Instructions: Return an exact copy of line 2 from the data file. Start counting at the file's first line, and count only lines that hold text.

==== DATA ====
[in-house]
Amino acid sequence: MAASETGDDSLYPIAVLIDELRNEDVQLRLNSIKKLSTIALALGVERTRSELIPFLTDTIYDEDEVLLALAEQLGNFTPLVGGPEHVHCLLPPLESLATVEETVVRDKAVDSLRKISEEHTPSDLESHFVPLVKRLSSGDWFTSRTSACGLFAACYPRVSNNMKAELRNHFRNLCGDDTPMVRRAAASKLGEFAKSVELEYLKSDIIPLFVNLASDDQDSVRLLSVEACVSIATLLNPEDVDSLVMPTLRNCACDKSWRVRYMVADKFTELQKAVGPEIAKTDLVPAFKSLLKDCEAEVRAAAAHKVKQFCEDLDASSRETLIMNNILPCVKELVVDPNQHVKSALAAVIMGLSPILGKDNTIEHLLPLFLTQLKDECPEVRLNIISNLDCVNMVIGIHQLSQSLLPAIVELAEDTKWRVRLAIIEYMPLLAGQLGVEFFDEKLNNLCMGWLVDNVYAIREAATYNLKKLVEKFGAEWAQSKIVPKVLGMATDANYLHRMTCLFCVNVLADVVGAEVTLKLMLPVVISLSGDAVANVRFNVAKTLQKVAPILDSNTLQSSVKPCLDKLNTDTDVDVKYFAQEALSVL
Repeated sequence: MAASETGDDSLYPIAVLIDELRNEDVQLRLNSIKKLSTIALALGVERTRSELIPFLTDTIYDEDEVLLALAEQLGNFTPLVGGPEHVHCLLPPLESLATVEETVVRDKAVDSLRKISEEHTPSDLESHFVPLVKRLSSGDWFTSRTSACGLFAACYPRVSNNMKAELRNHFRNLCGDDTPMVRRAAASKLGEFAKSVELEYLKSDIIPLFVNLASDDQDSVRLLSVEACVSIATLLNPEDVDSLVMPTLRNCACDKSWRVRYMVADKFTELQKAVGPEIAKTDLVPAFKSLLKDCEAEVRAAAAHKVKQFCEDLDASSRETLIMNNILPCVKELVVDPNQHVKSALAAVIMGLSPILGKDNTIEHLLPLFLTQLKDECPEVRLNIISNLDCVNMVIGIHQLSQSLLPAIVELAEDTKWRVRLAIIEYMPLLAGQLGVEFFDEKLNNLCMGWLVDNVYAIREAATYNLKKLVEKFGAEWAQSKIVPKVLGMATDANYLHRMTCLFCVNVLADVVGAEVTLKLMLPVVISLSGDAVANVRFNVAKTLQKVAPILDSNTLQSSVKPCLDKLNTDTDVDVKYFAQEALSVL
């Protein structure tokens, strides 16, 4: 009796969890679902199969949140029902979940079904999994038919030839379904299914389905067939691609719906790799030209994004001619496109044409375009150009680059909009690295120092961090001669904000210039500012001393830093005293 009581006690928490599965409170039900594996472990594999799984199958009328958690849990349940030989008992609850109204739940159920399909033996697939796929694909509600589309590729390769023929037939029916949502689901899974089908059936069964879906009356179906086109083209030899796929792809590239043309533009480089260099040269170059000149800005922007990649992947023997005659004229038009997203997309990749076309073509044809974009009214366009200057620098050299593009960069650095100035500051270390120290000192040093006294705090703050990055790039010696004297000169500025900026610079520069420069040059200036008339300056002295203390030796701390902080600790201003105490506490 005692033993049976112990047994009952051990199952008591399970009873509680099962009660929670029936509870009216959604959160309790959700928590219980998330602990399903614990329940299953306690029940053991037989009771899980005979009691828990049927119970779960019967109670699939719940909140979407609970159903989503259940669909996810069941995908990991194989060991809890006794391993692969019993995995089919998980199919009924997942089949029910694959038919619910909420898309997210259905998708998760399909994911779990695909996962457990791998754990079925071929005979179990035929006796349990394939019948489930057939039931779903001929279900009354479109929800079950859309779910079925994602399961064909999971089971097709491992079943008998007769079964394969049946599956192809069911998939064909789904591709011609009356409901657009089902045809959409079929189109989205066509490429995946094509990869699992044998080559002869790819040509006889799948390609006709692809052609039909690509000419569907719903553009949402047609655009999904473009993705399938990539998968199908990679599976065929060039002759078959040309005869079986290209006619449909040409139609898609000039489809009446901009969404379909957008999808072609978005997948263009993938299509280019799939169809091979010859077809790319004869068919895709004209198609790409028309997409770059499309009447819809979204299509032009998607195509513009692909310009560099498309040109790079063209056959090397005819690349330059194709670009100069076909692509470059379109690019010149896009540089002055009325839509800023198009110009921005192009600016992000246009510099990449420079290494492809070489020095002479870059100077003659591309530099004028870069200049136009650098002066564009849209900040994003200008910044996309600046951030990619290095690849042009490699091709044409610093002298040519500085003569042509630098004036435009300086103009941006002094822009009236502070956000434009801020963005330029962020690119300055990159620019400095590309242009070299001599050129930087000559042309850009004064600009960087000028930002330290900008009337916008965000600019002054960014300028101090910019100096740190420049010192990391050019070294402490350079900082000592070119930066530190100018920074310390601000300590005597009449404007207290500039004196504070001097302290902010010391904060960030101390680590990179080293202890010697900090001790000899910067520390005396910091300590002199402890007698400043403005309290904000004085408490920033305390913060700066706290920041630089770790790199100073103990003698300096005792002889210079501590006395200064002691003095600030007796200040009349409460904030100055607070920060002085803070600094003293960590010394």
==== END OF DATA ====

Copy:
Amino acid sequence: MAASETGDDSLYPIAVLIDELRNEDVQLRLNSIKKLSTIALALGVERTRSELIPFLTDTIYDEDEVLLALAEQLGNFTPLVGGPEHVHCLLPPLESLATVEETVVRDKAVDSLRKISEEHTPSDLESHFVPLVKRLSSGDWFTSRTSACGLFAACYPRVSNNMKAELRNHFRNLCGDDTPMVRRAAASKLGEFAKSVELEYLKSDIIPLFVNLASDDQDSVRLLSVEACVSIATLLNPEDVDSLVMPTLRNCACDKSWRVRYMVADKFTELQKAVGPEIAKTDLVPAFKSLLKDCEAEVRAAAAHKVKQFCEDLDASSRETLIMNNILPCVKELVVDPNQHVKSALAAVIMGLSPILGKDNTIEHLLPLFLTQLKDECPEVRLNIISNLDCVNMVIGIHQLSQSLLPAIVELAEDTKWRVRLAIIEYMPLLAGQLGVEFFDEKLNNLCMGWLVDNVYAIREAATYNLKKLVEKFGAEWAQSKIVPKVLGMATDANYLHRMTCLFCVNVLADVVGAEVTLKLMLPVVISLSGDAVANVRFNVAKTLQKVAPILDSNTLQSSVKPCLDKLNTDTDVDVKYFAQEALSVL